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Staff Drops by Six, But…

From November 1, 2014 to November 1, 2015 the total number of non-faculty staff members at the College dropped by six people, after rising by 60 the previous year, and by a total of 447 between 2010 and 2014:

Non-Faculty Staffing 2014-2015 Comp.jpg

However the hiring devil is in the details, some of which can be discerned, and others not. As we have noted in the past, a number of areas of responsibility (dorm maintenance, DDS, Safety & Security) have been stripped out of what used to be called the Dean of the College’s area, so the above chart does not compare like with like (for example, between 2014 and 2015 the Executive Vice-President’s area jumped from 489 to 771; obviously those extra numbers were not new hires). But we can understand a few things: staffing decreased by about 40 people in very specific parts of the College: Geisel (-34), Tuck (-5), Thayer (-1); and it increased in Advancement (+21). The net difference is 19 new positions in the catchall areas that are unanalysable. Probably more deans and the like.

Faculty shrank by only one position; it had increased by 38.5 positions between 2010-2014. However, here, too, the detailed numbers tell a story: tenured faculty decreased by eight positions (mostly via the retirement of full professors); and we added one assistant professor and six adjunct faculty members. A net dilution in quality, I’d say.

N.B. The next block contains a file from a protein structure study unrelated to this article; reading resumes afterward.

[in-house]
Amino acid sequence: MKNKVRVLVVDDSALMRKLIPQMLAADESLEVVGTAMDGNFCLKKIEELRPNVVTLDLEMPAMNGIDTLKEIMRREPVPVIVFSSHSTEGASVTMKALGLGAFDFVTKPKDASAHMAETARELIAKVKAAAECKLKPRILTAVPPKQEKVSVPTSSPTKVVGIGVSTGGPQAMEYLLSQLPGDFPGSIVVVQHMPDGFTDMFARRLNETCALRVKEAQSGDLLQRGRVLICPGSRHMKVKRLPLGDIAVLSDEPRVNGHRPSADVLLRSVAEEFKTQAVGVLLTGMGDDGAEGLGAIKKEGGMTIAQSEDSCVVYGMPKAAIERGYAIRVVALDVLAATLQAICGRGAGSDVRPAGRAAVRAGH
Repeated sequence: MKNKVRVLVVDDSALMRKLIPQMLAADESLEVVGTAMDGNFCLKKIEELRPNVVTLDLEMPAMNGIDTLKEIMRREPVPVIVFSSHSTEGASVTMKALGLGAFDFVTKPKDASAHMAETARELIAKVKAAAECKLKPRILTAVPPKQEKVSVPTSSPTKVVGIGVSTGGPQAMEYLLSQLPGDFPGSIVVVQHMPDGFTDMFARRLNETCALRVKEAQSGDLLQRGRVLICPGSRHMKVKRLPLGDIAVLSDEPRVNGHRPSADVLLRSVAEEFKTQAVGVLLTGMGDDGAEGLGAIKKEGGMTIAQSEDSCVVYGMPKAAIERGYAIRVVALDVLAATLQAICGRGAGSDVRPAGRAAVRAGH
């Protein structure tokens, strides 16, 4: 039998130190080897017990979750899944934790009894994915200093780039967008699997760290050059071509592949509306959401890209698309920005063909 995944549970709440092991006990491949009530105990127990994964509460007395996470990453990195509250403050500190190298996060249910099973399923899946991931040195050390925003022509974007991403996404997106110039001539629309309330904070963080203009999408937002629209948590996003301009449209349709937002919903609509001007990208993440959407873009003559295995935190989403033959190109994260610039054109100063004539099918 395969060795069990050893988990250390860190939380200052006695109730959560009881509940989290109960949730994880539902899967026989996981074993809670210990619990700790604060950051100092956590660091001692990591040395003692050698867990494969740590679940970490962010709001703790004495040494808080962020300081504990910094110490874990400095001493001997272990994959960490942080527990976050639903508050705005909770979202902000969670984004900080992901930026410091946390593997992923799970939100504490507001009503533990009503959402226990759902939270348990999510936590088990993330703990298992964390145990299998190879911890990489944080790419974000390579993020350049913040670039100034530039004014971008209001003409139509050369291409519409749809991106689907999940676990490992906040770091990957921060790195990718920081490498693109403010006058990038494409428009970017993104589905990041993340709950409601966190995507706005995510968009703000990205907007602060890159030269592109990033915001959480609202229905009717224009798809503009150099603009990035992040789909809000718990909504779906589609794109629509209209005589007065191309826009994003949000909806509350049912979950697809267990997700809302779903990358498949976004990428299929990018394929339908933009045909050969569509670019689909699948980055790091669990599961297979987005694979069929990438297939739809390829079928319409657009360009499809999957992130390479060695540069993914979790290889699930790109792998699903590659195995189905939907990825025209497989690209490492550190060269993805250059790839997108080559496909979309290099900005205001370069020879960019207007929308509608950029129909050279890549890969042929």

Advancement, which used to be called the Development office — fundraising in plain English — continues to hire like mad, as we have reported, in preparation for the slow-to-get-started capital campaign. The below chart shows Advancement staffing figures from 2004-2015, including the dip after the end of the previous campaign in 2008/9 (along with some furious cost-cutting) and back to today’s campaign level:

Advancement Staffing 2004-2015.jpg

A total of 217 people in Advancement is a serious piece of change. With high salaries for skilled folks (in 2012, her last full year leading Advancement, Carolyn Pelzel earned $$526,813), extensive travel and entertainment budgets, and its own building, Advancement’s annual budget has got to run between $35-$45 million (total spending at the College was $891,628,000.

Addendum: The blip in Advancement staffing in 2012 — which we noted at the time — sure makes it look like a Kim Kapital Kampaign was in the offing at that time. But shortly thereafter Kim was offing to Washington, so it didn’t happen.


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